Defense & National Security

Democrats put green energy back into military budget bill

Democrats put green energy back into military budget bill

In a move that could throw a wrench into passage of the bipartisan defense authorization bill, Democrats added an amendment Tuesday that would restore the Pentagon’s ability to invest in expensive green energy sources.

When the House passed the Fiscal 2013 National Defense Authorization Act months ago, members, outraged at stories of $26-per-gallon biofuels, passed an amendment barring the purchase of alternative energy at higher rates than traditional fuel sources. In the Senate markup of the bill in June, an amendment sponsored by Sens. John McCain (R-Ariz) and Jim Inhofe (R-Okla.) echoed the provision and prohibited the Defense Department from investing in a biofuels refinery.

The House also voted to exempt the Defense Department from a regulation that prohibits federal agencies from using fuel sources with more emissions than traditional fuels, barring the Pentagon from investing in plentiful and domestic high-carbon fuel sources.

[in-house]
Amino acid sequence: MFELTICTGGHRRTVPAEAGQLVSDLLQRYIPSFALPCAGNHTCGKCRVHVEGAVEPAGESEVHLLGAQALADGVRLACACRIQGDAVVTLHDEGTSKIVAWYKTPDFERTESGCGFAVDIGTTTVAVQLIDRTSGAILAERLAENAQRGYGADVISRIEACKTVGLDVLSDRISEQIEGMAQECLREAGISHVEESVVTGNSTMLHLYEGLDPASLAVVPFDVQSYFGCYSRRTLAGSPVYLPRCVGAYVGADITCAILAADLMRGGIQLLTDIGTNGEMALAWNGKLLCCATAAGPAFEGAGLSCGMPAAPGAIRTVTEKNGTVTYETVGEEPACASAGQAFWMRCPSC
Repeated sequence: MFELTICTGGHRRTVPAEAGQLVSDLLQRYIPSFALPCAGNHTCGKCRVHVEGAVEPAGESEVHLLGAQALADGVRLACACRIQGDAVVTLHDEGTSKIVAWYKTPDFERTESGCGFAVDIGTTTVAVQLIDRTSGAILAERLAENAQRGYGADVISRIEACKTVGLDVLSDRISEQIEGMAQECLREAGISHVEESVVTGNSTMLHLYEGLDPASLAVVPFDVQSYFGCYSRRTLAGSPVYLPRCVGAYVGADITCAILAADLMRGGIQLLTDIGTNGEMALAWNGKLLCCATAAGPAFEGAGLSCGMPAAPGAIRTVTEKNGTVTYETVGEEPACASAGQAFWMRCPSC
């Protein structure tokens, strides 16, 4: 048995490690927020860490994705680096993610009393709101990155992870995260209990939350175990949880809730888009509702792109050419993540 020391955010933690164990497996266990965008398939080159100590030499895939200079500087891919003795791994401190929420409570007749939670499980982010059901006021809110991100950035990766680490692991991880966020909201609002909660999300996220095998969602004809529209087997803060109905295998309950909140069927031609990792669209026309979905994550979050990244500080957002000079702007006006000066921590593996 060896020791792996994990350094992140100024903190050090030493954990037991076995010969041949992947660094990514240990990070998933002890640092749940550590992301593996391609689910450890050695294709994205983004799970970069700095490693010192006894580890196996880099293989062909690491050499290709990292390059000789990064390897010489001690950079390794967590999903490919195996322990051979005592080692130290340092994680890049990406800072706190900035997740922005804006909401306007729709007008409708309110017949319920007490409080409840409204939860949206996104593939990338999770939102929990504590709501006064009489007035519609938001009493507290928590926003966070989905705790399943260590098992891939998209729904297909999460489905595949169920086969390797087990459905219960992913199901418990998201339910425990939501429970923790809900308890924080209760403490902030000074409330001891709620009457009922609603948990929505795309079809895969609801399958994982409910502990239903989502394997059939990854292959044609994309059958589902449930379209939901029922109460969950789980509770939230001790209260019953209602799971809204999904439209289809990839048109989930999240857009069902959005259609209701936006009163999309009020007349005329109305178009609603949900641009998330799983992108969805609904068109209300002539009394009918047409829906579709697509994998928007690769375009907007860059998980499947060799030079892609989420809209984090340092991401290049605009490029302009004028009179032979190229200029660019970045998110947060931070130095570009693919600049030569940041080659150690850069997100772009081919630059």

On Tuesday, an amendment by Sen. Mark Udall (D-Colo.) threw that provision right out again.

“It should tell us something that in an era of reduced DoD budgets, our senior leaders remain committed to this (green energy) effort. We should support them in these common sense approaches,” Udall said.

Inhofe, speaking in opposition, cited a Rand Corporation report showing that investment in green alternative fuels had no direct benefit to the Defense Department.

“What we’re doing is trying to experiment in green energy at the expense of our ability to defend America and our readiness,” he said.

The amendment passed 62-37. But the measure may also come at the expense of the defense authorization bill. Both houses have a record of passing the NDAA every year, and both parties have felt a mandate to pass a clean bill that will make it to the president’s desk before the end of the year.

Now, green energy may be a major sticking point when the bill heads to conference committee to sort out differences between the House and Senate versions.

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